Living things take up space, but are characterized by more complex changes of location than a river, the most common differences are the spread of the ‘identical’ living units, growth in size and ‘self-powered’ movement.  Another point of difference is the idea of need or requirement.  This becomes sensible for living things in ways quite different from non-living things.  Crystals require concentrations of particular substances to go through a particular series of changes in order to exist, but once they exist they only require to avoid the most dramatic forces of change to continue to exist.  Living things, however, require constant and specific infusions of materials, a situation for which we have a great deal of vocabulary and which generates a good bit of the form and content of our communication – of all kinds from chemical signals to language.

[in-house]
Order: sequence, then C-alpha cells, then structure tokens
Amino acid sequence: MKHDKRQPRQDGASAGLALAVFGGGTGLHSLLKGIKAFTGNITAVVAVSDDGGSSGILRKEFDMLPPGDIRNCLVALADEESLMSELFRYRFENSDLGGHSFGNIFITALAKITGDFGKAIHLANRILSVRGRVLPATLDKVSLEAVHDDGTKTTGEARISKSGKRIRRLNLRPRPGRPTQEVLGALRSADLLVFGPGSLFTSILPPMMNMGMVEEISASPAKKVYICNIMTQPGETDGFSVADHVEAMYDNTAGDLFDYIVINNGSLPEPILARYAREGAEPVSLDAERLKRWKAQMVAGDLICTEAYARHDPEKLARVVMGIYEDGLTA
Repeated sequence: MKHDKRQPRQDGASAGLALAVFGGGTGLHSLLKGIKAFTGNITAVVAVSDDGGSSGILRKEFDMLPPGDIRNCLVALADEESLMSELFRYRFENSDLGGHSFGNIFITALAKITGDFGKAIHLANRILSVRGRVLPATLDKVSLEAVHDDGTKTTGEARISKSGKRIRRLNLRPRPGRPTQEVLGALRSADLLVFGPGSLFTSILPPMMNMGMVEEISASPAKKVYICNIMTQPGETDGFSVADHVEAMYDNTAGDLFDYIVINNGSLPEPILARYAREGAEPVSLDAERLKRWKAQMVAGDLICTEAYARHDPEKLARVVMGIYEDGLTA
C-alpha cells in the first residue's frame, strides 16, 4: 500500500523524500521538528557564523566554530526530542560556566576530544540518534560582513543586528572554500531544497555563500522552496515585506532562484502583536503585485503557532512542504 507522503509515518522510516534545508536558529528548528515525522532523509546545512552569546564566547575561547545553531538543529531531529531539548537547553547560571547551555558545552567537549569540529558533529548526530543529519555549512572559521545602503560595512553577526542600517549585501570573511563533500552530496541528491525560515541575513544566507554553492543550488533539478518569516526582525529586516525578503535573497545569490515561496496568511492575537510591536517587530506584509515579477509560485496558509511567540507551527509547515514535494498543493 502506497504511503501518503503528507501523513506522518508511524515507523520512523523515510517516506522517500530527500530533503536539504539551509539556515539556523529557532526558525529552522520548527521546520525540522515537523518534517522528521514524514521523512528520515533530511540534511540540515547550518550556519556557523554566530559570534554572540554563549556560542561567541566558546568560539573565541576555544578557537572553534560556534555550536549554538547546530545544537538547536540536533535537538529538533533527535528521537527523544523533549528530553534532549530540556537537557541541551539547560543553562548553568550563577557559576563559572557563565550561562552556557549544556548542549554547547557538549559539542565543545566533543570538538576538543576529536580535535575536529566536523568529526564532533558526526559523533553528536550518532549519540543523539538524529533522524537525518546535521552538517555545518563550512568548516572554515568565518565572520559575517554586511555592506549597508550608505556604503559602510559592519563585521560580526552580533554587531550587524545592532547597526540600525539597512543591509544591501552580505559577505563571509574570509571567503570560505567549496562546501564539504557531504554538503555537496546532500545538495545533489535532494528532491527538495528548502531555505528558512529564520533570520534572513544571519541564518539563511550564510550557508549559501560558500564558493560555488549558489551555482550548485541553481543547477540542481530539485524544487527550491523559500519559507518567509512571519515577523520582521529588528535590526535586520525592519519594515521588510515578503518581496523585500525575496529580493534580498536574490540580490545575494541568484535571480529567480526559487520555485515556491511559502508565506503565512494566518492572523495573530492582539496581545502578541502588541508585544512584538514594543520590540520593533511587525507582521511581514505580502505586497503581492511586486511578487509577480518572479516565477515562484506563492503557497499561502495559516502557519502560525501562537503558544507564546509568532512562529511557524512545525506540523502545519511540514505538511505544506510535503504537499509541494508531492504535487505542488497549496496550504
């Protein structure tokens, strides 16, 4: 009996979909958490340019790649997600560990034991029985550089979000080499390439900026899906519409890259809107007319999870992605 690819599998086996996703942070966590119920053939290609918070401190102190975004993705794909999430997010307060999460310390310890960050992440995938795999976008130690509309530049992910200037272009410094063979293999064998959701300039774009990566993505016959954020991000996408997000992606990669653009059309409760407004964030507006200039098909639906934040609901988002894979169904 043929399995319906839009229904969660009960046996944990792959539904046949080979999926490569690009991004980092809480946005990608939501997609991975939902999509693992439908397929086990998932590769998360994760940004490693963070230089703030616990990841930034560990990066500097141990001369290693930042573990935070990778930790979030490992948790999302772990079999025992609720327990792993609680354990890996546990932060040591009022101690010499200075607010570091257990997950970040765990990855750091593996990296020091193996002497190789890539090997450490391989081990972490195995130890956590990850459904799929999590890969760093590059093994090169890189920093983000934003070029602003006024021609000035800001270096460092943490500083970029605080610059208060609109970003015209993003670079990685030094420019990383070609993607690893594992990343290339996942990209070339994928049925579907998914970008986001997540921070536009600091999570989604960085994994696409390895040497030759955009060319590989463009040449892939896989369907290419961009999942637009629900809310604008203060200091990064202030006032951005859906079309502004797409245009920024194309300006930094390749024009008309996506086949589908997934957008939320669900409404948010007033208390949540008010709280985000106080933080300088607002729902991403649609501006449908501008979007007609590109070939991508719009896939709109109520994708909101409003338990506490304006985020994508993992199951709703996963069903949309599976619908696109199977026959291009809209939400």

4 comments:

Michael Dawson said...

This brings to mind Karl Polanyi, who argued that "owning" land and the labor-power of other people were both dangerous fictions.

The scary part is that faith in property is probably stronger now that faith in that other dangerous fiction, god.

James Keye said...

I will look at Polanyi, he seems a sufficient iconoclast to meet some of my needs.

I will be arguing in future essays that the magical thinking that forms Gods is of the same origin as that which forms the beliefs of ownership. I agree that property beliefs are stronger... and more dangerous.

Michael Dawson said...

With the rise of monotheism following and serving the rise of monarchies on Earth, it seems like a surefire line of inquiry. I look forward to reading more.

I'm also interested in the connections to our conception of "family." That seems tied into the process of drawing imaginary boundaries and then treating them as divine and absolute.

Ghostwheel said...

Fantastic. Keep exploring this idea.

Sometimes I become tongue-tied when right-wingers introduce the idea of "ownership" into their discourse. My own enculturation makes it difficult to point out the flaws. I've been desperately looking for another paradigm.

I'd really be interested in that Polyani reference, too.